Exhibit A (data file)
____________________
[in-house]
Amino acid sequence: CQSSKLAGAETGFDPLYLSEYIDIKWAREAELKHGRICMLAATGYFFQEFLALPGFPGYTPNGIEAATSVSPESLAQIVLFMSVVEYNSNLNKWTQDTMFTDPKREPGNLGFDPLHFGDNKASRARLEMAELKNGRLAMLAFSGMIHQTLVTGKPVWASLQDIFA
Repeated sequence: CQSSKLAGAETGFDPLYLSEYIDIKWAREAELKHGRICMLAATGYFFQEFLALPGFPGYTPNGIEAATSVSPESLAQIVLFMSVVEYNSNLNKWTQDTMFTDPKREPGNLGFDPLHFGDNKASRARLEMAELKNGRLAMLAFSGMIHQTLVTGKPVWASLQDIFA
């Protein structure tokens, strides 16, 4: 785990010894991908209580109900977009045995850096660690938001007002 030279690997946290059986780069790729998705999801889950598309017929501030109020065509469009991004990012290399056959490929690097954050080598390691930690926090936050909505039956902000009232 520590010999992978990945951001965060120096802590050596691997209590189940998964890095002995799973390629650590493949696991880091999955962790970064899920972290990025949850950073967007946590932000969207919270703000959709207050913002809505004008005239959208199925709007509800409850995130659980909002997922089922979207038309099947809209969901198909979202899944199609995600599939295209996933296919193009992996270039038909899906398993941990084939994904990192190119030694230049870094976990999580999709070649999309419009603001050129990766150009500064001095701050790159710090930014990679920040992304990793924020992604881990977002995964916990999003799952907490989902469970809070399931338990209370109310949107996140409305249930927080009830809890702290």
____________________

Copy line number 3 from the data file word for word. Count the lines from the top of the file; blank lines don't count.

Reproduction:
Repeated sequence: CQSSKLAGAETGFDPLYLSEYIDIKWAREAELKHGRICMLAATGYFFQEFLALPGFPGYTPNGIEAATSVSPESLAQIVLFMSVVEYNSNLNKWTQDTMFTDPKREPGNLGFDPLHFGDNKASRARLEMAELKNGRLAMLAFSGMIHQTLVTGKPVWASLQDIFA